Link to the batteries-

    Maybe I should just wire up a cable to my instrument cable that goes back down to my pedalboard where I can run off of the 9V power supply for eternity...

  14. mje


    Aug 1, 2002
    Southeast Michigan
    Don't run batteries in parallel- particularly rechargeables! WHat will happen is that they'll discharge at different rates, and eventually the one with the greater charge will reverse the voltage of the other and destroy it.

    Running batteries in series will give you more headroom *if* your preamp can handle it. Some will be damaged by the over voltage. Best solution short of replacing the preamp is to buy several rechargable and change batteries before every gig. Or every set.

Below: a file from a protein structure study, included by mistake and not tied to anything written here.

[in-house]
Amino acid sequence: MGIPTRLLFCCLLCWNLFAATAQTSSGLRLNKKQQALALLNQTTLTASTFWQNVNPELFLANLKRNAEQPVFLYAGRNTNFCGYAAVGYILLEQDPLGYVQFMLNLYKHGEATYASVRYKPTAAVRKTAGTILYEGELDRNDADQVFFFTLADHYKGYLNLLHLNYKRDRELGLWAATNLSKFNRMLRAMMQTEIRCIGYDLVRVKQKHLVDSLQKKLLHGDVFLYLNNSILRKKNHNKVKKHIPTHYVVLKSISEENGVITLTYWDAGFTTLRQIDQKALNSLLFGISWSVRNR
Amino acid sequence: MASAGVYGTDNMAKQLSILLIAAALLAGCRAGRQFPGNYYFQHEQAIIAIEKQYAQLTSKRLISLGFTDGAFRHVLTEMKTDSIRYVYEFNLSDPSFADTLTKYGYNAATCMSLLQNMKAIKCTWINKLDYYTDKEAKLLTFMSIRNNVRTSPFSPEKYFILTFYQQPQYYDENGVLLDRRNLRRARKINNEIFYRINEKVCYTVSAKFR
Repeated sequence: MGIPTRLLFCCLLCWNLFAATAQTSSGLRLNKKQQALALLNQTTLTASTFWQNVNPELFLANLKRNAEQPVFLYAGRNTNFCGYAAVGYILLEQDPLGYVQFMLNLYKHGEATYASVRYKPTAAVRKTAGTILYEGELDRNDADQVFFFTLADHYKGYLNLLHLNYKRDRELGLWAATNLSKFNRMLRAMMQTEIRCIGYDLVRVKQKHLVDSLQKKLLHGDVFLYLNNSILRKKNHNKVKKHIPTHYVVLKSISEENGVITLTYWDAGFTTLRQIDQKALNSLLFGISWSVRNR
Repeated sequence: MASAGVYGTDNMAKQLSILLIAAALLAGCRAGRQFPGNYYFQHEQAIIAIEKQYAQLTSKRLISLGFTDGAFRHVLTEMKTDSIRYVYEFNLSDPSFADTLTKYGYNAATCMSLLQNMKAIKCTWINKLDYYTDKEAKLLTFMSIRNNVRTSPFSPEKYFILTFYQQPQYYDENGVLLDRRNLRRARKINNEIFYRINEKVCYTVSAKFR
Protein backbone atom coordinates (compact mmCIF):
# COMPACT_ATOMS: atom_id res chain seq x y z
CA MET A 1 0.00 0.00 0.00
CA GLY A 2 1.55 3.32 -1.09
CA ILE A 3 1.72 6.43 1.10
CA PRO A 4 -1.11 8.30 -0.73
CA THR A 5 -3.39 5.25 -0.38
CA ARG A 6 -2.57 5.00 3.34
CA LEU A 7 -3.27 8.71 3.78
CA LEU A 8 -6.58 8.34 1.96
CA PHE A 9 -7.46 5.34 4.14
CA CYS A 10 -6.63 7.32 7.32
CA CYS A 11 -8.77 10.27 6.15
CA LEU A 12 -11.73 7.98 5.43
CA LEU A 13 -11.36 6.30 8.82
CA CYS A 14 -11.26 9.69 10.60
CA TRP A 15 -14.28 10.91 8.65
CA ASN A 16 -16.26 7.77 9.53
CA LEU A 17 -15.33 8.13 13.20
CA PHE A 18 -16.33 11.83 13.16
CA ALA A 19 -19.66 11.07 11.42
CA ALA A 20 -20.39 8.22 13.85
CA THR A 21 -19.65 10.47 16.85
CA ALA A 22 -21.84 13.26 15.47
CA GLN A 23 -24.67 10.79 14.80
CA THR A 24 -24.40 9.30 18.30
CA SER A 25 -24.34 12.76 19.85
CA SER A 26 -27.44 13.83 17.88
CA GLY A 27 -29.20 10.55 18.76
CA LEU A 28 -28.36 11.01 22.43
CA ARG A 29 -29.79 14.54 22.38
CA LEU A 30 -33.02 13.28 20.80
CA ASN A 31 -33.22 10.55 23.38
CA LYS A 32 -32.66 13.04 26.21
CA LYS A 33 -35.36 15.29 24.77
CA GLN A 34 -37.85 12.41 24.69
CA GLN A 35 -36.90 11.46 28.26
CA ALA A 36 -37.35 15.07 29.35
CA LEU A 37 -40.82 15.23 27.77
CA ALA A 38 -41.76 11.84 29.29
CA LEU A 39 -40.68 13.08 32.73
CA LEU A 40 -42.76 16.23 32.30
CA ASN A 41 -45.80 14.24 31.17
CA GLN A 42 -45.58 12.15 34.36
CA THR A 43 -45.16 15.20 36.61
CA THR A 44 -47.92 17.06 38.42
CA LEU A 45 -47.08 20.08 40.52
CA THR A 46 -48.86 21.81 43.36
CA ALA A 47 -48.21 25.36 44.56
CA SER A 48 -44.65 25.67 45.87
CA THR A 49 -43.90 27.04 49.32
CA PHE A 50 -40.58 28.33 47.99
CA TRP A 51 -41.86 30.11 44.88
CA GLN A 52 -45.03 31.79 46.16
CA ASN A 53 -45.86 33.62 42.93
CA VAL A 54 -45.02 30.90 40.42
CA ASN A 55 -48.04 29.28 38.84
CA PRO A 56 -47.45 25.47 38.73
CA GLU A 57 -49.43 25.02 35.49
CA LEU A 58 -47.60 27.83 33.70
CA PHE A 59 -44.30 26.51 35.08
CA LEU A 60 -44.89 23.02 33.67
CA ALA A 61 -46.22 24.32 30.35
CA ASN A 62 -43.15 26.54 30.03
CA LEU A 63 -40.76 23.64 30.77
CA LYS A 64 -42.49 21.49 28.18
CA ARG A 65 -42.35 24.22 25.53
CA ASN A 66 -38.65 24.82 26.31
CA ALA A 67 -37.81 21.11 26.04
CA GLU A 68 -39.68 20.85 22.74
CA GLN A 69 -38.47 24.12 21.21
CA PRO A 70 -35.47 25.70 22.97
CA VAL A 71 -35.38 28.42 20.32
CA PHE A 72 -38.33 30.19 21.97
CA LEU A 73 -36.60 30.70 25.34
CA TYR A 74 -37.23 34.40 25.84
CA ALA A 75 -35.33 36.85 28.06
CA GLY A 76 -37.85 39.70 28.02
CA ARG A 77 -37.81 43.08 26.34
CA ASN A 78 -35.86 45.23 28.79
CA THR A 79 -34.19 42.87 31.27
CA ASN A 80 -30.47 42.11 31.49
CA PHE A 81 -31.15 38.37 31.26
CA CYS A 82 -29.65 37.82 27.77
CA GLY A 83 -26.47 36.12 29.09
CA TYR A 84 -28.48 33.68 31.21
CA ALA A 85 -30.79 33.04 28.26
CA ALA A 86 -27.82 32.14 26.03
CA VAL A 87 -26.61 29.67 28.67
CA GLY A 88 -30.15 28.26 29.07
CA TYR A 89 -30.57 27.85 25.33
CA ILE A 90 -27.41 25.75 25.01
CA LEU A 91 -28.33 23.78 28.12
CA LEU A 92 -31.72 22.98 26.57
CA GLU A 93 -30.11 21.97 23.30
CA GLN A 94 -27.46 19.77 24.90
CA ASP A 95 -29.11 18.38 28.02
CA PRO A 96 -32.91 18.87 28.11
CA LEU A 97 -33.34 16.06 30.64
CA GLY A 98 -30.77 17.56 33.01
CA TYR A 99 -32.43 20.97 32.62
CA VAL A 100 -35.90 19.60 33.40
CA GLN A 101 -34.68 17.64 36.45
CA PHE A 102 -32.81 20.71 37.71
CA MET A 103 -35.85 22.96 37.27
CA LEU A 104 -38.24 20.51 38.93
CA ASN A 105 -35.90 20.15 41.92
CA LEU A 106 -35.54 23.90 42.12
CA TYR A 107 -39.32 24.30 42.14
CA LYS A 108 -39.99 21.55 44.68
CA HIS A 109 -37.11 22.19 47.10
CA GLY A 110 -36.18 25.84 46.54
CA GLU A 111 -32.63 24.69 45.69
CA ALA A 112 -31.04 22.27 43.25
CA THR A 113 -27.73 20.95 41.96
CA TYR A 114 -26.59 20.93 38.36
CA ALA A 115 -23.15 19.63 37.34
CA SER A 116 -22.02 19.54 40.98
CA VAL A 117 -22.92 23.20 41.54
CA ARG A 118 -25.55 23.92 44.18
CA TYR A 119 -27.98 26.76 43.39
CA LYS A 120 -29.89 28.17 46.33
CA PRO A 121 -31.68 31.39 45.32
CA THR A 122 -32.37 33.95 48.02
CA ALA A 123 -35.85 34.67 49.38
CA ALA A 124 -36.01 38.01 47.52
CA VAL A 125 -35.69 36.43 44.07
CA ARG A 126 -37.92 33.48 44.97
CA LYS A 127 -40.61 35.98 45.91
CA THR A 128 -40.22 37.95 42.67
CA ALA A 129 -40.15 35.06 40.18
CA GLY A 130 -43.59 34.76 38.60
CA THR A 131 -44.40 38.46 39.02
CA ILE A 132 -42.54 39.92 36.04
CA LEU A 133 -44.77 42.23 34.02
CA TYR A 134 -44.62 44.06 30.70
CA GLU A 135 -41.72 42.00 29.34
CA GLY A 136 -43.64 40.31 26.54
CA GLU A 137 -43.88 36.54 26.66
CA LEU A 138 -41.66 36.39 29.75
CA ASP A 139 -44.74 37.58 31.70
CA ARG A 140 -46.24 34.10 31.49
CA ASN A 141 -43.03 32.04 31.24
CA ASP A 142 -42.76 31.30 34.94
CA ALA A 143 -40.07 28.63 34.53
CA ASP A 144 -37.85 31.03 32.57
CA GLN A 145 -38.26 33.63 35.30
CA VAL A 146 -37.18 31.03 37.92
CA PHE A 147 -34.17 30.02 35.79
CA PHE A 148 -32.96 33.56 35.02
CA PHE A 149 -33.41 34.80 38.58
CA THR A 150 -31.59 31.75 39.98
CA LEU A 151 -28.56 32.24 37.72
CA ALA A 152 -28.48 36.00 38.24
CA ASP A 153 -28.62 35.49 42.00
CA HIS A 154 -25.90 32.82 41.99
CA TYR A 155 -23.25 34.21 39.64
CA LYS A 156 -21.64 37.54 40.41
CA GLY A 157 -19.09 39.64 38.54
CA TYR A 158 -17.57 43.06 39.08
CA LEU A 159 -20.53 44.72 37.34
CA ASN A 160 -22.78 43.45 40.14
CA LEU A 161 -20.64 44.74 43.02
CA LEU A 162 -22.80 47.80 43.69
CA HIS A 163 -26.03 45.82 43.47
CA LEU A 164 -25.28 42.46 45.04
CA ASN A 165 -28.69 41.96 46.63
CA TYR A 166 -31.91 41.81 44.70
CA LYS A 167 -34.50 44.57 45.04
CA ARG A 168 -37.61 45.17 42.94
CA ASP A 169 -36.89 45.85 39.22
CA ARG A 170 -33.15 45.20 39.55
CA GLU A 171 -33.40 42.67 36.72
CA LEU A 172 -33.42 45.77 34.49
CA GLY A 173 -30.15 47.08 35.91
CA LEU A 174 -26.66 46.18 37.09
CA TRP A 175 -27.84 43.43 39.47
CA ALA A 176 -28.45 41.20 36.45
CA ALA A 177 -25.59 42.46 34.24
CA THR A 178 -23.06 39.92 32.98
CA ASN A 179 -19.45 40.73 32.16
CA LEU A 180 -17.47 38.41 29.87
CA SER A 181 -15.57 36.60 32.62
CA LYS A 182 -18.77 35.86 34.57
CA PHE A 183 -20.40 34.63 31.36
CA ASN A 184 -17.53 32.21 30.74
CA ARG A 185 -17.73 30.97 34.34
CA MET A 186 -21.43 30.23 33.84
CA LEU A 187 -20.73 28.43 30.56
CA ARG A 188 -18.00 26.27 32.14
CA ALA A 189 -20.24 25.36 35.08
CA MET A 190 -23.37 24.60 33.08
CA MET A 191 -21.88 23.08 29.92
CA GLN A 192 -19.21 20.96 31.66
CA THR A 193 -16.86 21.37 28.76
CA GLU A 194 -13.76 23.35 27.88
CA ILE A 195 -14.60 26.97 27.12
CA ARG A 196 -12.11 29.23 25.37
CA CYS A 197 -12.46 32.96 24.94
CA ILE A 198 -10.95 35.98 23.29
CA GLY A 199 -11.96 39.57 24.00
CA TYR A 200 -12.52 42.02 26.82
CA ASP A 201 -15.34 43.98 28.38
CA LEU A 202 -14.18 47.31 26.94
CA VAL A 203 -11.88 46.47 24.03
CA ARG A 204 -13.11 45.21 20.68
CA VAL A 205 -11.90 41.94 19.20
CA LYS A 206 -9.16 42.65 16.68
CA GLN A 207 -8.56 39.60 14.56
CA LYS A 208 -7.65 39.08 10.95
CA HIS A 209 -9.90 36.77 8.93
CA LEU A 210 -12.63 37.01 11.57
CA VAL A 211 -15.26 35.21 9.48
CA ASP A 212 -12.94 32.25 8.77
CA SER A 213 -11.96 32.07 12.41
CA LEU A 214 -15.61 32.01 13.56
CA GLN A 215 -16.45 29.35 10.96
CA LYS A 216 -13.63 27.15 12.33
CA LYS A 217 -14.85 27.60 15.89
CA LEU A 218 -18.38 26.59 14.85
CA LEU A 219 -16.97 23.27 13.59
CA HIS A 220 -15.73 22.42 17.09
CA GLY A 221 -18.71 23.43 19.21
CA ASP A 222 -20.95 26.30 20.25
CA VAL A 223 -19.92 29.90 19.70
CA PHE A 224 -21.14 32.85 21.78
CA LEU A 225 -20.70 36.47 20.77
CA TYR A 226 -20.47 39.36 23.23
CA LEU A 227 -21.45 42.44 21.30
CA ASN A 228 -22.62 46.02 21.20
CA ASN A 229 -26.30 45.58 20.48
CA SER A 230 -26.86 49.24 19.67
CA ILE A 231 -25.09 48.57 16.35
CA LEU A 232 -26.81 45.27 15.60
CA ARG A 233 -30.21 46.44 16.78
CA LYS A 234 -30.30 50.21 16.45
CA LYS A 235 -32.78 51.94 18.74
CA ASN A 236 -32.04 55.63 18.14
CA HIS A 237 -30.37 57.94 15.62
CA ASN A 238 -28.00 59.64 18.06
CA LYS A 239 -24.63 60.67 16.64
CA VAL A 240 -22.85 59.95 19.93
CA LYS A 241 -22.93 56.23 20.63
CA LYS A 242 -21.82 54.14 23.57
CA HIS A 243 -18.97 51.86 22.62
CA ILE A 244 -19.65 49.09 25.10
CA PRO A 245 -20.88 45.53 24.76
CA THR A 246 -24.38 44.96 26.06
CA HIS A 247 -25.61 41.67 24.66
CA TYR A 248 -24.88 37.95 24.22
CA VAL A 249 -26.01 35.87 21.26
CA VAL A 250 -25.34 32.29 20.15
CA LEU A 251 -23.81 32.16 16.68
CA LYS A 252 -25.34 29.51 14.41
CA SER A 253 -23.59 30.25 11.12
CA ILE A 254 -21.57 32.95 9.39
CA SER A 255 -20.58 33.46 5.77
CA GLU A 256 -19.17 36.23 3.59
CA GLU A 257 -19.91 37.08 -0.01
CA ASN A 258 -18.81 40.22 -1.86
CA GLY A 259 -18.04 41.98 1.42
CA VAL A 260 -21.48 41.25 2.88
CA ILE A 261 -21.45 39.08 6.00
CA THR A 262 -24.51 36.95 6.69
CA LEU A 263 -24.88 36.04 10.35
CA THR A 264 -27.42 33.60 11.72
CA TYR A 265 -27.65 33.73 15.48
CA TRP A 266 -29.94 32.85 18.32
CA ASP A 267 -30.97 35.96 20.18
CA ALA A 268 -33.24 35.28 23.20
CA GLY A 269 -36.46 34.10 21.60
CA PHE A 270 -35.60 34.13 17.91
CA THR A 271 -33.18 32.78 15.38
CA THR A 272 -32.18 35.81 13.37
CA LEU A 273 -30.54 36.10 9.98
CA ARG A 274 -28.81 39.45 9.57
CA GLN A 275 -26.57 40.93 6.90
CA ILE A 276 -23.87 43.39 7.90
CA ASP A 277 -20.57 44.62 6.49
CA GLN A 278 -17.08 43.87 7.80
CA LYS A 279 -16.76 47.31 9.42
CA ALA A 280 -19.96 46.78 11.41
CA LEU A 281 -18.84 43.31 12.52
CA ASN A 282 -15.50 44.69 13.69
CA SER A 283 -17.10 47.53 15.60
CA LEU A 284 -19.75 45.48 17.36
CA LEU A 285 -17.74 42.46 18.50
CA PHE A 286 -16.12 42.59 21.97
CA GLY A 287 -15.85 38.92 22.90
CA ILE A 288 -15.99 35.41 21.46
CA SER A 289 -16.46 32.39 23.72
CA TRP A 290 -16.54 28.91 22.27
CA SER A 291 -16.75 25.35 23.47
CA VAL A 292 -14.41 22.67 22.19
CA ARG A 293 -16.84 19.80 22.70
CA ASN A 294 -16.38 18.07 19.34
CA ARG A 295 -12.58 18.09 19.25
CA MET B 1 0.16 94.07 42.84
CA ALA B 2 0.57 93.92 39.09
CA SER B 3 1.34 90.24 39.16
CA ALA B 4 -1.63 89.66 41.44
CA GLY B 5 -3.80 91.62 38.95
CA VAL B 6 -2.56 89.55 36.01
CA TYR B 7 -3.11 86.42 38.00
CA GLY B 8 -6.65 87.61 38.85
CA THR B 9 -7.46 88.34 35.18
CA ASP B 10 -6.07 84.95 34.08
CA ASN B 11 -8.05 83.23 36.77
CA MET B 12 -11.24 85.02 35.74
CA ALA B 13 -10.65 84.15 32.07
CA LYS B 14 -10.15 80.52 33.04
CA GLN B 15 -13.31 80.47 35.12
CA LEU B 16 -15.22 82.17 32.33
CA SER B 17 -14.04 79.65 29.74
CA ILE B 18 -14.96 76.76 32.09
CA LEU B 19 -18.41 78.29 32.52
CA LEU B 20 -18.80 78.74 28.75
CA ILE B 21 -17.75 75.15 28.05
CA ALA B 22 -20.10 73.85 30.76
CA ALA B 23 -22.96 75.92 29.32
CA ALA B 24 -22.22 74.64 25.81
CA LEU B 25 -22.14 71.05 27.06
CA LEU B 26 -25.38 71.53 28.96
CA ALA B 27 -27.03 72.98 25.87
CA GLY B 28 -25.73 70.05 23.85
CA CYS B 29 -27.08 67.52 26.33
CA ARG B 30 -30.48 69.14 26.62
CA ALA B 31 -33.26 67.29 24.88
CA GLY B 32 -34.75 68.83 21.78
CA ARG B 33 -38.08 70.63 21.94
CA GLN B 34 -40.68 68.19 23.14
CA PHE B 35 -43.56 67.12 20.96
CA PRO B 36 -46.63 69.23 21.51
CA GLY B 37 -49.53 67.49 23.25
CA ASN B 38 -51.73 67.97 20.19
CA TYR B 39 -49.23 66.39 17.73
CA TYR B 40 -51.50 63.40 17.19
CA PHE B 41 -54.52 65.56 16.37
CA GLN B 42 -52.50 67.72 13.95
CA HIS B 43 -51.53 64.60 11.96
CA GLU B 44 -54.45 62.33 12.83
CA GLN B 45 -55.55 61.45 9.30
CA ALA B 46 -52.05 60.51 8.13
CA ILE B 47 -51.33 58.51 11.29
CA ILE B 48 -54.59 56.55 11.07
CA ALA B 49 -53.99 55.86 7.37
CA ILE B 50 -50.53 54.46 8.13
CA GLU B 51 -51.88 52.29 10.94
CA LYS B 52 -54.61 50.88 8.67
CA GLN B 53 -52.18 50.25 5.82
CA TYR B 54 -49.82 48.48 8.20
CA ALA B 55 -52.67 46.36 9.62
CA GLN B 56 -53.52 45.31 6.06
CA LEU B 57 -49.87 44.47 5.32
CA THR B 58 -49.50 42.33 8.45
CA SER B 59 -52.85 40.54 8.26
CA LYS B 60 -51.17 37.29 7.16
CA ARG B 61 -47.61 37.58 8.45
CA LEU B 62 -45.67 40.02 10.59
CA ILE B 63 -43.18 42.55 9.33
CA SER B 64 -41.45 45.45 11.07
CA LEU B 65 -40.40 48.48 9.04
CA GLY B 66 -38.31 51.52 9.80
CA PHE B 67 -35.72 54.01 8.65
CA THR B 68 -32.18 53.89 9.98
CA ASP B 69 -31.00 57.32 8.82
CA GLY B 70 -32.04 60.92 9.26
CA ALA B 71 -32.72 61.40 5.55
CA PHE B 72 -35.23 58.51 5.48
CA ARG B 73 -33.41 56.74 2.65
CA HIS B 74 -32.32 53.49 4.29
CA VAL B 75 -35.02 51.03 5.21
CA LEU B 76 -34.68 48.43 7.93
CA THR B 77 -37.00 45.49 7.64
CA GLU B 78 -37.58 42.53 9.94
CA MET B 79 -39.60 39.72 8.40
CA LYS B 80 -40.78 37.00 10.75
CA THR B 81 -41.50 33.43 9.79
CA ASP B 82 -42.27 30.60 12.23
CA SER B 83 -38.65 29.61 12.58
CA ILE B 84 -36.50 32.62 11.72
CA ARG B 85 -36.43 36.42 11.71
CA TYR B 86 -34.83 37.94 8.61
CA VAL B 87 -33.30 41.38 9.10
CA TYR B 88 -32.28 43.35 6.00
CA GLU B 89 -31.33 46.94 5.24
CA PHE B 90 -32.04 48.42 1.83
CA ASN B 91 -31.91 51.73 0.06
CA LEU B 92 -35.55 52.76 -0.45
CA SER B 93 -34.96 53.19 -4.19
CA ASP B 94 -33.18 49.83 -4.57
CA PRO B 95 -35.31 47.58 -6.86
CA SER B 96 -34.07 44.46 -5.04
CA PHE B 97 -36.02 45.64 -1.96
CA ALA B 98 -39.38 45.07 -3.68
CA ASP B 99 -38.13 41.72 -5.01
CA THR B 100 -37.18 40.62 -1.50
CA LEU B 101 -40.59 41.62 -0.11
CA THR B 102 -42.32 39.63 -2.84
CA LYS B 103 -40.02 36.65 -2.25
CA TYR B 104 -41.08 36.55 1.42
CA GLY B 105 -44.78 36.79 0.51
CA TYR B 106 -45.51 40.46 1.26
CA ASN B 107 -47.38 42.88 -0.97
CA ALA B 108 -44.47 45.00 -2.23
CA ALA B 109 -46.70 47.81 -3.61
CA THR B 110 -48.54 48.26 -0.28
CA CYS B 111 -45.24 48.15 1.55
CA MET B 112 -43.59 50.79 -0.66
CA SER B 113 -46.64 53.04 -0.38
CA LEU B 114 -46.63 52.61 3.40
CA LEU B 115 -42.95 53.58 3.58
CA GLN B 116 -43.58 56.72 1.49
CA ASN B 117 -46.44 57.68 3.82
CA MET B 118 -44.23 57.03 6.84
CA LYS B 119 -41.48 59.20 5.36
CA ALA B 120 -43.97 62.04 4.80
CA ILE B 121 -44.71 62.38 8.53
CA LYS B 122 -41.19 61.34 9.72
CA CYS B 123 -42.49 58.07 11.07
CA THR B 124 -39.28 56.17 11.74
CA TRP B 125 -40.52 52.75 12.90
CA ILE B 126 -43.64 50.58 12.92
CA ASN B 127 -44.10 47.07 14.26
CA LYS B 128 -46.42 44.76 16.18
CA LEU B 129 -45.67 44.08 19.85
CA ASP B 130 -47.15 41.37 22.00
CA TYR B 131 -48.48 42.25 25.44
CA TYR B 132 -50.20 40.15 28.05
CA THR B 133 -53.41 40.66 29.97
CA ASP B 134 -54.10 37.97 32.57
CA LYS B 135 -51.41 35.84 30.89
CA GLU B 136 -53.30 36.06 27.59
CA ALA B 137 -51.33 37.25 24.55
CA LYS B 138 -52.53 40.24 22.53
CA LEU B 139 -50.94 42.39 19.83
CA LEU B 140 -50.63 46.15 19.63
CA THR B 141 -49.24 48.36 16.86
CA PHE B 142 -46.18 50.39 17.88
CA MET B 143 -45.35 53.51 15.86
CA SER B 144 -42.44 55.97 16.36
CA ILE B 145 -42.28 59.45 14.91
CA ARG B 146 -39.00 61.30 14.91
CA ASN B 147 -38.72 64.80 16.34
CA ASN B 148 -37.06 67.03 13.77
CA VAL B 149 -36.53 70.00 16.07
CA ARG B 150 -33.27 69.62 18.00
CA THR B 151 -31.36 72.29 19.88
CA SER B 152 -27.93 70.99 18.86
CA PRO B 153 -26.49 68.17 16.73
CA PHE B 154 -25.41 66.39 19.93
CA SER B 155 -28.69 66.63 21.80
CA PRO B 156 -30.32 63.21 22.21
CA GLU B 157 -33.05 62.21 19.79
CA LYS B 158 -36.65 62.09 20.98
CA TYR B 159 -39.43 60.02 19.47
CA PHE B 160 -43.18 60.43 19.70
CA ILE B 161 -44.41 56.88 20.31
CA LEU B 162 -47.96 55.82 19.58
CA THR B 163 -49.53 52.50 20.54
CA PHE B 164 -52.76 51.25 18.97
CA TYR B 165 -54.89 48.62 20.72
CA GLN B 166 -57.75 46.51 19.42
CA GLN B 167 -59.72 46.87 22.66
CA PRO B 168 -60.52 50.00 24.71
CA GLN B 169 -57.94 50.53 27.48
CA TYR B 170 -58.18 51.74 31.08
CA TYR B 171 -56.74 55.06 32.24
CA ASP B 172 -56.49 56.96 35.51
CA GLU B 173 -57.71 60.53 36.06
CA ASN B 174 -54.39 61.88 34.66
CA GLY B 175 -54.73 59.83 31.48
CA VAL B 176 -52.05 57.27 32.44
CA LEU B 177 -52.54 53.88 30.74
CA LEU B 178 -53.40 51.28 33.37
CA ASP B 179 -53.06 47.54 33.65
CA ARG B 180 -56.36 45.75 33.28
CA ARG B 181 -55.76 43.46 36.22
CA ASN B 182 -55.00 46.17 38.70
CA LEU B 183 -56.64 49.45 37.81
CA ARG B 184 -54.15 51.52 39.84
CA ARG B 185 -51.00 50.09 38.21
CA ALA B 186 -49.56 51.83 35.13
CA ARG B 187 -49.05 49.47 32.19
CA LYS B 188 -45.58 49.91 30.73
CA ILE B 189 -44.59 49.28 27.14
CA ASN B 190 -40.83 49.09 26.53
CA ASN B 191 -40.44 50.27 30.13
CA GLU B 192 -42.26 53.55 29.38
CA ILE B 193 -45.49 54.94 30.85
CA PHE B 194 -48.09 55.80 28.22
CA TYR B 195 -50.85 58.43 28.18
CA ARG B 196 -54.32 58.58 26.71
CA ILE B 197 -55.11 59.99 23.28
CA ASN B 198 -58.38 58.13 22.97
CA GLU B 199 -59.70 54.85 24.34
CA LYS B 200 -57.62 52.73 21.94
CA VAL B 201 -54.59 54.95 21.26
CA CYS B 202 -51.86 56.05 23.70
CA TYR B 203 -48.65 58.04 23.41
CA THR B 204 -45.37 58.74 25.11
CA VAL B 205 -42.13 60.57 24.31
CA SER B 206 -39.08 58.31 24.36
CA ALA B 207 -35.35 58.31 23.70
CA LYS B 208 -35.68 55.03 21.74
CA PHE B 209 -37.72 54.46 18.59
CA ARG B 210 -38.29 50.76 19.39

15. Wes Whitmore

    Wes Whitmore

    Mar 10, 2003
    Columbus, OH
    Changing batteries like normal,what fun is that. It is probably the most viable option.

    I don't mind replacing anything in it, but I don't know of anyone who has done it before on an EDA900.

    Can you explain the parallel battery issue again, and why other battery systems don't seem to suffer from the same problem. It would seem to be that it would act as one big battery, but I don't know much about it. Could you solve the back issue with some type of diode or something to prevent it from flowing back the other way?

  16. nonsqtr

    nonsqtr The emperor has no clothes!

    Aug 29, 2003
    Burbank CA USA